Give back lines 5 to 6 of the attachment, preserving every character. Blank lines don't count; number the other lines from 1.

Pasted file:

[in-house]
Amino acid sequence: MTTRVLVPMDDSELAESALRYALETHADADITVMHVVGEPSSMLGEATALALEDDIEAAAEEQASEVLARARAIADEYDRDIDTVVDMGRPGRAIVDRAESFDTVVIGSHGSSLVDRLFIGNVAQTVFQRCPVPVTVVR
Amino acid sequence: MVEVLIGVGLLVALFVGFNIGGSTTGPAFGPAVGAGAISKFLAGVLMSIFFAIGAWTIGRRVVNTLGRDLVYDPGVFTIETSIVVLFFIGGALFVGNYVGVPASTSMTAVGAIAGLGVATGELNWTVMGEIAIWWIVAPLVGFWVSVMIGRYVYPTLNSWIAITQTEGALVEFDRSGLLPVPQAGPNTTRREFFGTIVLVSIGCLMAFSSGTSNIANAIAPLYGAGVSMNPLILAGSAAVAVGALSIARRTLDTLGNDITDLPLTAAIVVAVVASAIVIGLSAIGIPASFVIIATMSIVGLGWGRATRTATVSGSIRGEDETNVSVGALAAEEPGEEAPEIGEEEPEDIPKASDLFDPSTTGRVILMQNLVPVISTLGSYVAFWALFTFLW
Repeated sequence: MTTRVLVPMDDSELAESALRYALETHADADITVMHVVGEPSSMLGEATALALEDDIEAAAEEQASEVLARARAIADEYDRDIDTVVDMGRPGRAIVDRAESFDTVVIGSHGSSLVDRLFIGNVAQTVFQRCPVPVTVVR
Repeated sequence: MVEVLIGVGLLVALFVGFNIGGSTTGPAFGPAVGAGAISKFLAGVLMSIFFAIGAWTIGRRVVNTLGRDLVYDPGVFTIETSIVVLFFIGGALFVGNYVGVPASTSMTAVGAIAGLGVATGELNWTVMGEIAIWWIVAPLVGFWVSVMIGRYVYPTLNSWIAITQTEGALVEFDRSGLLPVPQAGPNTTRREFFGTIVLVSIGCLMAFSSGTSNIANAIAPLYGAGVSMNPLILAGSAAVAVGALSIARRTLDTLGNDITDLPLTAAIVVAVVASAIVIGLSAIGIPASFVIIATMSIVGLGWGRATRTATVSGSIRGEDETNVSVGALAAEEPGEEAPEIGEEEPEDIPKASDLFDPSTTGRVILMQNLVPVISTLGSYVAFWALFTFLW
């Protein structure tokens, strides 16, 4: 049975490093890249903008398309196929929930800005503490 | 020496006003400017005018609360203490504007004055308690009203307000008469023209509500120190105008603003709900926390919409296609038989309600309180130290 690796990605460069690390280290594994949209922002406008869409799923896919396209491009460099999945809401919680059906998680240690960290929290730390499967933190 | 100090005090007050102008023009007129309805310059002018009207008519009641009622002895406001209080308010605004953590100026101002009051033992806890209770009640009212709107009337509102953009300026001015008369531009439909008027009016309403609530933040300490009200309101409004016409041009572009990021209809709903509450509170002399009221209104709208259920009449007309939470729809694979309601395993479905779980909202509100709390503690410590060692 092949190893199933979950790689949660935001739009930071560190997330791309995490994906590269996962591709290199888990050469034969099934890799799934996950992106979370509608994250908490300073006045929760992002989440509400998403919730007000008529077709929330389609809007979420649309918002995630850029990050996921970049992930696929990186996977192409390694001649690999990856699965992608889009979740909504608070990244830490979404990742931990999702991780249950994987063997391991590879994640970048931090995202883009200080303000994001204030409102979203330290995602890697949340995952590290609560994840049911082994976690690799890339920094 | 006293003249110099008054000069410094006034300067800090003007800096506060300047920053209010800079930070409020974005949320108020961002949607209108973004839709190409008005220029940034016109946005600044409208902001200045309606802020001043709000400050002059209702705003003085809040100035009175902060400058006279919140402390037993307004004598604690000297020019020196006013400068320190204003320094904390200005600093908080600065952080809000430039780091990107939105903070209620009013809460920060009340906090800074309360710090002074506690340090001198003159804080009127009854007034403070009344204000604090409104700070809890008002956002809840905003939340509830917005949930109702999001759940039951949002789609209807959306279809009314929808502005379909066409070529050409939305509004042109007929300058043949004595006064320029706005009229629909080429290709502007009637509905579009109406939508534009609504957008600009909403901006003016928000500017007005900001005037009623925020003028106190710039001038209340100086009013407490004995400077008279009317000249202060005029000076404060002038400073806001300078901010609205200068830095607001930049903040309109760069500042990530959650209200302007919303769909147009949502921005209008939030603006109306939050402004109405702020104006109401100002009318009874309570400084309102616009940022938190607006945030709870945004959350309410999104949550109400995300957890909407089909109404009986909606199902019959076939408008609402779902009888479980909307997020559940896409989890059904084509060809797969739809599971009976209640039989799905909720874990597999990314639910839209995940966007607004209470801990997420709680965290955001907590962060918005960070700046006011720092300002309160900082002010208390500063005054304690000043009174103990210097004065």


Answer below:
Repeated sequence: MVEVLIGVGLLVALFVGFNIGGSTTGPAFGPAVGAGAISKFLAGVLMSIFFAIGAWTIGRRVVNTLGRDLVYDPGVFTIETSIVVLFFIGGALFVGNYVGVPASTSMTAVGAIAGLGVATGELNWTVMGEIAIWWIVAPLVGFWVSVMIGRYVYPTLNSWIAITQTEGALVEFDRSGLLPVPQAGPNTTRREFFGTIVLVSIGCLMAFSSGTSNIANAIAPLYGAGVSMNPLILAGSAAVAVGALSIARRTLDTLGNDITDLPLTAAIVVAVVASAIVIGLSAIGIPASFVIIATMSIVGLGWGRATRTATVSGSIRGEDETNVSVGALAAEEPGEEAPEIGEEEPEDIPKASDLFDPSTTGRVILMQNLVPVISTLGSYVAFWALFTFLW
């Protein structure tokens, strides 16, 4: 049975490093890249903008398309196929929930800005503490 | 020496006003400017005018609360203490504007004055308690009203307000008469023209509500120190105008603003709900926390919409296609038989309600309180130290 690796990605460069690390280290594994949209922002406008869409799923896919396209491009460099999945809401919680059906998680240690960290929290730390499967933190 | 100090005090007050102008023009007129309805310059002018009207008519009641009622002895406001209080308010605004953590100026101002009051033992806890209770009640009212709107009337509102953009300026001015008369531009439909008027009016309403609530933040300490009200309101409004016409041009572009990021209809709903509450509170002399009221209104709208259920009449007309939470729809694979309601395993479905779980909202509100709390503690410590060692 092949190893199933979950790689949660935001739009930071560190997330791309995490994906590269996962591709290199888990050469034969099934890799799934996950992106979370509608994250908490300073006045929760992002989440509400998403919730007000008529077709929330389609809007979420649309918002995630850029990050996921970049992930696929990186996977192409390694001649690999990856699965992608889009979740909504608070990244830490979404990742931990999702991780249950994987063997391991590879994640970048931090995202883009200080303000994001204030409102979203330290995602890697949340995952590290609560994840049911082994976690690799890339920094 | 006293003249110099008054000069410094006034300067800090003007800096506060300047920053209010800079930070409020974005949320108020961002949607209108973004839709190409008005220029940034016109946005600044409208902001200045309606802020001043709000400050002059209702705003003085809040100035009175902060400058006279919140402390037993307004004598604690000297020019020196006013400068320190204003320094904390200005600093908080600065952080809000430039780091990107939105903070209620009013809460920060009340906090800074309360710090002074506690340090001198003159804080009127009854007034403070009344204000604090409104700070809890008002956002809840905003939340509830917005949930109702999001759940039951949002789609209807959306279809009314929808502005379909066409070529050409939305509004042109007929300058043949004595006064320029706005009229629909080429290709502007009637509905579009109406939508534009609504957008600009909403901006003016928000500017007005900001005037009623925020003028106190710039001038209340100086009013407490004995400077008279009317000249202060005029000076404060002038400073806001300078901010609205200068830095607001930049903040309109760069500042990530959650209200302007919303769909147009949502921005209008939030603006109306939050402004109405702020104006109401100002009318009874309570400084309102616009940022938190607006945030709870945004959350309410999104949550109400995300957890909407089909109404009986909606199902019959076939408008609402779902009888479980909307997020559940896409989890059904084509060809797969739809599971009976209640039989799905909720874990597999990314639910839209995940966007607004209470801990997420709680965290955001907590962060918005960070700046006011720092300002309160900082002010208390500063005054304690000043009174103990210097004065």